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1  Using Arduino / General Electronics / Liquid Level Sensor - revisited on: December 02, 2013, 03:52:58 pm
I have read this arduino post:
http://forum.arduino.cc/index.php/topic,17338.0.html

and looked through the instructable referenced in that post:
http://www.instructables.com/id/Building-a-Capacitive-Liquid-Sensor/

My first question is simple (I think). I am completely ignorant when it comes to electronics - I am learning as I go.
I would like to sense the level of 15 different glass bottles containing misc liquids. I will only need to sense the level of one bottle at a time. Will I need to use 30 IO pins for this? Is there a way to do this so that I can 'share' a common pin between all bottles?
Thanks in advance.
2  Using Arduino / General Electronics / Re: Smoothing PWM for analog output on: June 10, 2011, 02:50:20 pm
I have been looking at a number of them. The A3977 seems promising. Ideally what I am looking for is to control it with Pulse + direction. AND be able to specify the current (100% during motor running, 10% holding current, and disable motor completely). The A3977 specifies 1.6 volts to one pin to run with 1.0 AMP of motor current. So I can do 1.6 volts while running, then .16 volts (approx) for holding current, and also disable the driver completely. My app consists of lifting a load on a ball screw (1 AMP current while running) then holding the load at the top (10% motor current is fine), when in the 'lowered' position disable the motor. Hopefully this makes sense.
3  Using Arduino / General Electronics / Smoothing PWM for analog output on: June 10, 2011, 01:25:23 pm
I would like to smooth the PWM signal to get analog output from the Arduino. I assume that I can do this with a capacitor? I am pretty new to all of this so how do I go about selecting the correct capacitor type/value? I would need 0 - 1.6 volts output. This would control the holding current for a stepper driver.
4  Using Arduino / General Electronics / Re: XBee + Arduino Virtual wire on: June 07, 2011, 09:31:41 pm
After several days of looking it turns out I was searching for the wrong term. I was looking for "XBee Virtual Wire". I was not able to find my answer. After searching for "xbee io line passing" I found it right away. In the interest of helping out if someone stumbles on this forum - here is what I found.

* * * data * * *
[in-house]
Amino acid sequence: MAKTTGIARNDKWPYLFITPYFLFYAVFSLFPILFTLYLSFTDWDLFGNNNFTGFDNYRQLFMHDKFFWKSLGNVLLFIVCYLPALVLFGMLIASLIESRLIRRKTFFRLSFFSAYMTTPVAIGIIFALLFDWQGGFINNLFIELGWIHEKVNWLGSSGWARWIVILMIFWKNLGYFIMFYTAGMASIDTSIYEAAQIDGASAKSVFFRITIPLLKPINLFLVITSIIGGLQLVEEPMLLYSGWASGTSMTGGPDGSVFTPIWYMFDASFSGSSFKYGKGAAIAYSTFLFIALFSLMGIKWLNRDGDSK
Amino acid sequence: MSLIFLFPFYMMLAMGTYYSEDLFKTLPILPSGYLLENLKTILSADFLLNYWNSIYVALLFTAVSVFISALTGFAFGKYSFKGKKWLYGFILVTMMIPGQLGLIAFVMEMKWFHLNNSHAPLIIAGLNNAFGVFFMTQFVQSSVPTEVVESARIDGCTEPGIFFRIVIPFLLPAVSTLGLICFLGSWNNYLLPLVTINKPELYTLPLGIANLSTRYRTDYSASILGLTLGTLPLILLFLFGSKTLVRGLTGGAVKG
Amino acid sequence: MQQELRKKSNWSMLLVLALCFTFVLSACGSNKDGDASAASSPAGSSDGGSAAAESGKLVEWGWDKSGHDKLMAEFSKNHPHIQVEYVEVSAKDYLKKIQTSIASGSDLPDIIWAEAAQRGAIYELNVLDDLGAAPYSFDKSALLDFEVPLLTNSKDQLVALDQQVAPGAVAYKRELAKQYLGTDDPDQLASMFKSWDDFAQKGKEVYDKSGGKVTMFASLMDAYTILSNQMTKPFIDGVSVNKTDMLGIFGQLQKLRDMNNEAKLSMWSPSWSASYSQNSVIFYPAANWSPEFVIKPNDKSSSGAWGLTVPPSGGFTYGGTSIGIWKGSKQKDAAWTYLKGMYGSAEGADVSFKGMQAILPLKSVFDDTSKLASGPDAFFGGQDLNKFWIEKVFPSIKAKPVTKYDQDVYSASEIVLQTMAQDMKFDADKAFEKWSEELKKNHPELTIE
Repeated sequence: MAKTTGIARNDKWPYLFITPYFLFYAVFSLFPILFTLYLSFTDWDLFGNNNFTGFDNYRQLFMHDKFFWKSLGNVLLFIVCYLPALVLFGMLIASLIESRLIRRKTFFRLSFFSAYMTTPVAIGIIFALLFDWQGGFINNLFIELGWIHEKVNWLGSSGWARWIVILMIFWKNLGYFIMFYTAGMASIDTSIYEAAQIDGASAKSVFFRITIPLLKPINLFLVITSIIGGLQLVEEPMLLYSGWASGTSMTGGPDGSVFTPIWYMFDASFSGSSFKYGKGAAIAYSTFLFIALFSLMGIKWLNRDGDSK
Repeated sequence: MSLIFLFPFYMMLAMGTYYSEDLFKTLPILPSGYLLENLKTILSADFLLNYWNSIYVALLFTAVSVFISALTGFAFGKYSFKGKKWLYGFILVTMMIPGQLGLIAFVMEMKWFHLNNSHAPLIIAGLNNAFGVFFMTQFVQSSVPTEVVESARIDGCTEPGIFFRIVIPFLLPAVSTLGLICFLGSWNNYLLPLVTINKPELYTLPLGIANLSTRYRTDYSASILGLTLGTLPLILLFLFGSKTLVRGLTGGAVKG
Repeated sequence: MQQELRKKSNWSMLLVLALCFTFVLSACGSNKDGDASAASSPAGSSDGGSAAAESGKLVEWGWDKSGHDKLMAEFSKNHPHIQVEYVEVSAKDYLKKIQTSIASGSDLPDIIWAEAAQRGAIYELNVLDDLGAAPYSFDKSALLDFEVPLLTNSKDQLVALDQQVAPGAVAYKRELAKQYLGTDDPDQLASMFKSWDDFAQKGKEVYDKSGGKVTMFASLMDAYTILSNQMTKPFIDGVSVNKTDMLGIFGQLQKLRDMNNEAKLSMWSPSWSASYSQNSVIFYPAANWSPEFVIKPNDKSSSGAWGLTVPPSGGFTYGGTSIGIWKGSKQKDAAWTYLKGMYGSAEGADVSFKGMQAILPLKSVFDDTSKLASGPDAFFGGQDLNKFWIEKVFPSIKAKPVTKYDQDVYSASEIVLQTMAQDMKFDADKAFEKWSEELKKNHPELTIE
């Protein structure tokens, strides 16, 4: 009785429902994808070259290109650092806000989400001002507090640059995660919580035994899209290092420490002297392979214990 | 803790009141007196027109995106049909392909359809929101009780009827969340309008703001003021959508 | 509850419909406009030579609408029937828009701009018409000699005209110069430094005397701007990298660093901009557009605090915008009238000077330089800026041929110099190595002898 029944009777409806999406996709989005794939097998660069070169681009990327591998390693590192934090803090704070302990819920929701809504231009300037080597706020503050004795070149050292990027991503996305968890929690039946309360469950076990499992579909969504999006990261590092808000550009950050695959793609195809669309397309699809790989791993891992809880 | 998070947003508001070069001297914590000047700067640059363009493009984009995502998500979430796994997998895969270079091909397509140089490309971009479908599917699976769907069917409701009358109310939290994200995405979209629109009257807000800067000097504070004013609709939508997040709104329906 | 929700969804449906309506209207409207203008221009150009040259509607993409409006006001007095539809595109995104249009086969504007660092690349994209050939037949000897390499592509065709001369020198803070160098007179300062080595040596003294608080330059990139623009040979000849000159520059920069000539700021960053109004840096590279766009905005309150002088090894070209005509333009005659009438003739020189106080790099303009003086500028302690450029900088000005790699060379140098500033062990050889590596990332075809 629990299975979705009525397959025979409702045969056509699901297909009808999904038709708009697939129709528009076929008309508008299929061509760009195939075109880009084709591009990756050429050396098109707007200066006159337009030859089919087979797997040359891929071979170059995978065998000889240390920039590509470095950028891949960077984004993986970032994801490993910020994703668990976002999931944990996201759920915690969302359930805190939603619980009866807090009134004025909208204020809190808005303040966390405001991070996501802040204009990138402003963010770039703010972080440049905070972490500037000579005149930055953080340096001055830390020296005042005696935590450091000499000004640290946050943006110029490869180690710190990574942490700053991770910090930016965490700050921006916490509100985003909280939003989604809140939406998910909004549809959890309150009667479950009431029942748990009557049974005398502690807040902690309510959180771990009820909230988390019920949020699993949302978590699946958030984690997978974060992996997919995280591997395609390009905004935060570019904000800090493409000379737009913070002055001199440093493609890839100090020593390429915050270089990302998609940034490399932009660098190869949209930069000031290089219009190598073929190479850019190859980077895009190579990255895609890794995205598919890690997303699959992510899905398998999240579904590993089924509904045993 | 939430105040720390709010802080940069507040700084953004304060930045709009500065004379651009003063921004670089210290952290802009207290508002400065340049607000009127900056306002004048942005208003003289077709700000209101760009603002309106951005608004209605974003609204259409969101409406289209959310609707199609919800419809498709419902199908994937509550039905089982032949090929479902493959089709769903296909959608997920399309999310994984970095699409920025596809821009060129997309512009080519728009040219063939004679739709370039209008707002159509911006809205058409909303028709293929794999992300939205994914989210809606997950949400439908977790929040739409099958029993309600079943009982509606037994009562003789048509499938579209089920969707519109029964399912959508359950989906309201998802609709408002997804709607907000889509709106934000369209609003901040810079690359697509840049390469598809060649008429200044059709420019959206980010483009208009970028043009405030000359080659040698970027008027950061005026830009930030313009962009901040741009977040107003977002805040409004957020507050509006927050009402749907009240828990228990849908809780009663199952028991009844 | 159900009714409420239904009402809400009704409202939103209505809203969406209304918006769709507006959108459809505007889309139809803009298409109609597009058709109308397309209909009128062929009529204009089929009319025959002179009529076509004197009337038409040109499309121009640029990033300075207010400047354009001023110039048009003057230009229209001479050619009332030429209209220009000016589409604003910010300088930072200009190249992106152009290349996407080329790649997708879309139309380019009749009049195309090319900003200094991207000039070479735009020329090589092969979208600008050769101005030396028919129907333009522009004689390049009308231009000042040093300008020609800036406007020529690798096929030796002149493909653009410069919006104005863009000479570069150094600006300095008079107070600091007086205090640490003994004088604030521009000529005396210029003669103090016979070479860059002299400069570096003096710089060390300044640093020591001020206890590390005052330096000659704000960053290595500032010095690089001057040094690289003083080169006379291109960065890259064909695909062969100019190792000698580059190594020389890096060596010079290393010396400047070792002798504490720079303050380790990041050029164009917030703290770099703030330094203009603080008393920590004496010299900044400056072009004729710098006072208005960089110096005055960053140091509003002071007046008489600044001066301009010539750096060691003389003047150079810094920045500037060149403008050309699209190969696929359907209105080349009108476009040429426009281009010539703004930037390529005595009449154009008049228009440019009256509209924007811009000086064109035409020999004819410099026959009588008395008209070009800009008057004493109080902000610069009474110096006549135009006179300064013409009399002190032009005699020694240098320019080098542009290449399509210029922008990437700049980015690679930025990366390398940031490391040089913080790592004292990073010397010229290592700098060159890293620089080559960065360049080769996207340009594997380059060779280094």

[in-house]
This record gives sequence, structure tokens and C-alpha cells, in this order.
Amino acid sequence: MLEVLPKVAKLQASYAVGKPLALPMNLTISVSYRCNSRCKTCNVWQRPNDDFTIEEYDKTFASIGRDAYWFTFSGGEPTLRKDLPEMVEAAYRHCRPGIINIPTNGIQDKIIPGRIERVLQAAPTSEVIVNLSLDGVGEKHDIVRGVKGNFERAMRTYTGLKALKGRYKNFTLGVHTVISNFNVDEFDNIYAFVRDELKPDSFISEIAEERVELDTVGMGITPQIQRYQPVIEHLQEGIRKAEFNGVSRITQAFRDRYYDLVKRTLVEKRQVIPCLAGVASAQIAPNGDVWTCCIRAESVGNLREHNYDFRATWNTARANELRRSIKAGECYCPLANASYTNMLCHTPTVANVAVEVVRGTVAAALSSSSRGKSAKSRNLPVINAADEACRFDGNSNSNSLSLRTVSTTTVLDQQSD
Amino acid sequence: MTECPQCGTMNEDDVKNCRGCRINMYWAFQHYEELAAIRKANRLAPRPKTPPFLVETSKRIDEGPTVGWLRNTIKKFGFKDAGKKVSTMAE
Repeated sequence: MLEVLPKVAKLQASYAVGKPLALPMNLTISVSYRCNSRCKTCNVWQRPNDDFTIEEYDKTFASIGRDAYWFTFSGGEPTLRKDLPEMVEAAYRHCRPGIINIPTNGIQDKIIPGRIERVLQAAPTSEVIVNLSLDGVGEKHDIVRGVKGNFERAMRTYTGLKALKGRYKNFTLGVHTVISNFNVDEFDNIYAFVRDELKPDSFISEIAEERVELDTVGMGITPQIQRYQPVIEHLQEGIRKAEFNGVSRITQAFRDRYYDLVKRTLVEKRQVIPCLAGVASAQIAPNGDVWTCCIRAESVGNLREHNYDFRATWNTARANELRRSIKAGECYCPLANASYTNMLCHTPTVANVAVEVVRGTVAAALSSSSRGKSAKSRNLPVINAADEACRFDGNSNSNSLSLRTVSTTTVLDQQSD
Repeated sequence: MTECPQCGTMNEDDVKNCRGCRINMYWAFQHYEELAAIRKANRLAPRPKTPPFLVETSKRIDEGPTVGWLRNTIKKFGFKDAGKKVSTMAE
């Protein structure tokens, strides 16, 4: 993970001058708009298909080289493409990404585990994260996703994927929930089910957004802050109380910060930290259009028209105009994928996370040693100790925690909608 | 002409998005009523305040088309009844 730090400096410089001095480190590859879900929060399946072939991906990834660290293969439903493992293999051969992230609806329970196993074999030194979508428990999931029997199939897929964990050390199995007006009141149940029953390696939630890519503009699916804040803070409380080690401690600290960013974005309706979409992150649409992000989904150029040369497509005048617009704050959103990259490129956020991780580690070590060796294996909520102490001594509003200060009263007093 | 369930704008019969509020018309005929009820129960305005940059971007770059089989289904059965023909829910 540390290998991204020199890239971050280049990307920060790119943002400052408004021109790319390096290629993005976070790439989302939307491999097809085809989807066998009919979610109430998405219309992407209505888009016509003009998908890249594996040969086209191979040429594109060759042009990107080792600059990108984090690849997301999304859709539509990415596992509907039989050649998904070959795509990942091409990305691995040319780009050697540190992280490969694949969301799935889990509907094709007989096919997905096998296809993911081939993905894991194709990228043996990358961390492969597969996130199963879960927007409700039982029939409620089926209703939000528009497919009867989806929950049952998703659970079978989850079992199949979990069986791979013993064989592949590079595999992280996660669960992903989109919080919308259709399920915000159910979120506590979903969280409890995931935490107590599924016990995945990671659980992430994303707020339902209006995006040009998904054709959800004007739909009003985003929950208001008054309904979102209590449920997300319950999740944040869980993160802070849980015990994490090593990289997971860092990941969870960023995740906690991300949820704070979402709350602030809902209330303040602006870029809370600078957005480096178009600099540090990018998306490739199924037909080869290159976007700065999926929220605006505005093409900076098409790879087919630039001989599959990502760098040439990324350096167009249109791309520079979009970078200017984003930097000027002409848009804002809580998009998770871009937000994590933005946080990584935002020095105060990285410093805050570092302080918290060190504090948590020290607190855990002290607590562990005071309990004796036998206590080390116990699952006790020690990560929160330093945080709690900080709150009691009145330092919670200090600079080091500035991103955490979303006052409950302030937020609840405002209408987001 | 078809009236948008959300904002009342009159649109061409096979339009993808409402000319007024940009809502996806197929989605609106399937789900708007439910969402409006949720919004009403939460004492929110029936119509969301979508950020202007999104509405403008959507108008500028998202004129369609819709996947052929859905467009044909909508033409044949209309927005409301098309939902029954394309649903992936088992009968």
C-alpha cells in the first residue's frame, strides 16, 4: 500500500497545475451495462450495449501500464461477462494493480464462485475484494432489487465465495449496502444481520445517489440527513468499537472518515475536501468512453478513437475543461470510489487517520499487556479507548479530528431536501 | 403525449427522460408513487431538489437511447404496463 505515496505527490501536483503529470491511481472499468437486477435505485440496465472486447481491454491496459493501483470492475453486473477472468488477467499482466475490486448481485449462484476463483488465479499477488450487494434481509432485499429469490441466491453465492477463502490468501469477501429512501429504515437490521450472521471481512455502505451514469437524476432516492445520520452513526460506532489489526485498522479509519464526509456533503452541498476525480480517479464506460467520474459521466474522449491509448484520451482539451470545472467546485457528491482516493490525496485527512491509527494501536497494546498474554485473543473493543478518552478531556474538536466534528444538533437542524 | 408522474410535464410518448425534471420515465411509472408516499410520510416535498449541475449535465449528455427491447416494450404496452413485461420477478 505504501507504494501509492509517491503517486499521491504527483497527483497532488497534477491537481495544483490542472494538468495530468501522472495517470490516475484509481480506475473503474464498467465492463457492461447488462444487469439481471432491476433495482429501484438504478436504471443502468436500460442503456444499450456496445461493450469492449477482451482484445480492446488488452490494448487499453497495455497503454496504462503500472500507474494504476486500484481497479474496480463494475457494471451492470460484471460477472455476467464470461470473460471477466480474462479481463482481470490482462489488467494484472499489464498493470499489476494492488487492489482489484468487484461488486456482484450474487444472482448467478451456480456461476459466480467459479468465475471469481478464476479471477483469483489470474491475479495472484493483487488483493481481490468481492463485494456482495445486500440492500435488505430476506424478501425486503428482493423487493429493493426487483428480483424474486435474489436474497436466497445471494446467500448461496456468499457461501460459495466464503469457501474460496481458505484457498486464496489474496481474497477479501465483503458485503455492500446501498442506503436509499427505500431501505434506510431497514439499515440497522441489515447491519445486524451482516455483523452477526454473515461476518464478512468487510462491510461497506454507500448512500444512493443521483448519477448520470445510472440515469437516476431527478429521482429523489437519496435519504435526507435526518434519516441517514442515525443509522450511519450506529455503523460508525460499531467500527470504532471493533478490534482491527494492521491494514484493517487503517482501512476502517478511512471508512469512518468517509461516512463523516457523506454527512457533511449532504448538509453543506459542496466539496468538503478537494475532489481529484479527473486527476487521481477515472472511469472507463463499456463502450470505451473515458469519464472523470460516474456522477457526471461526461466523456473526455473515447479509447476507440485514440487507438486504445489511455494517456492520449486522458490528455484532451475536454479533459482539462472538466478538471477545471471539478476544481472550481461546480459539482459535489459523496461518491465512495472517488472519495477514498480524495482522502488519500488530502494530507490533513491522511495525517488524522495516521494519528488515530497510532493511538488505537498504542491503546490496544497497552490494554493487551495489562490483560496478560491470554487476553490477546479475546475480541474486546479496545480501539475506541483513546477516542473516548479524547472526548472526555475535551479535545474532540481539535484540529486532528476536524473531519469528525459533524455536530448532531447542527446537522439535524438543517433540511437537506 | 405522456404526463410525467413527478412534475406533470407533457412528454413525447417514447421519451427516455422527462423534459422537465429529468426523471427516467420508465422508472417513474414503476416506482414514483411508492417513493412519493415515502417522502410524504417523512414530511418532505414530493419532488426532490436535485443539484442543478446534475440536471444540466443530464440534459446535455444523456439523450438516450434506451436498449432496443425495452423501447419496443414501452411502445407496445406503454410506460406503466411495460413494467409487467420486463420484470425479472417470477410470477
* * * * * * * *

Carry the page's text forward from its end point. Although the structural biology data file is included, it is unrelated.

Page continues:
http://www.digi.com/support/kbase/kbaseresultdetl.jsp?id=2188
5  Using Arduino / General Electronics / XBee + Arduino Virtual wire on: June 07, 2011, 09:16:42 pm
I have an Arduino+XBee in a base station. What I am interested in doign is having a remote XBee act as a virtual wire. I want the remote XBee to read a sensor on a IO pin, and have my base station's corresponding IO pin reflect the state of the remote XBee. I know this is possible with the Virtual Wire functionality. One problem is how? Anyone know of a tutorial? Also - equally as importatnt is my remote XBee will often be out of range. What happens to the Virtual Wire in that case? Ideally the sensor being "off" will be IO LOW, sensor being triggered would be IO HIGH, and out of range would be IO LOW (same as senseor not 'triggered'). Does anyone know if this is possible?
6  Using Arduino / Microcontrollers / Re: Detecting Water on: May 24, 2011, 04:20:14 pm
Sorry, my bad - I should have been more clear. I changed my setup a little bit. So here is my current setup...

PIN0 pulled to ground with 1M Ohm resistor.
+5V (from Arduino board) placed in bowl of tap water.

PIN0 put in water - it goes HIGH
PIN0 out of water - it goes LOW

Touch PIN0 to my finger and 5 Volts to my finger, PIN0 goes HIGH/LOW unpredictably (this is why I am concerned this 'circuit' is not reliable. ANy thoughts?
Brandon
7  Using Arduino / Microcontrollers / Re: Detecting Water on: May 24, 2011, 03:32:05 pm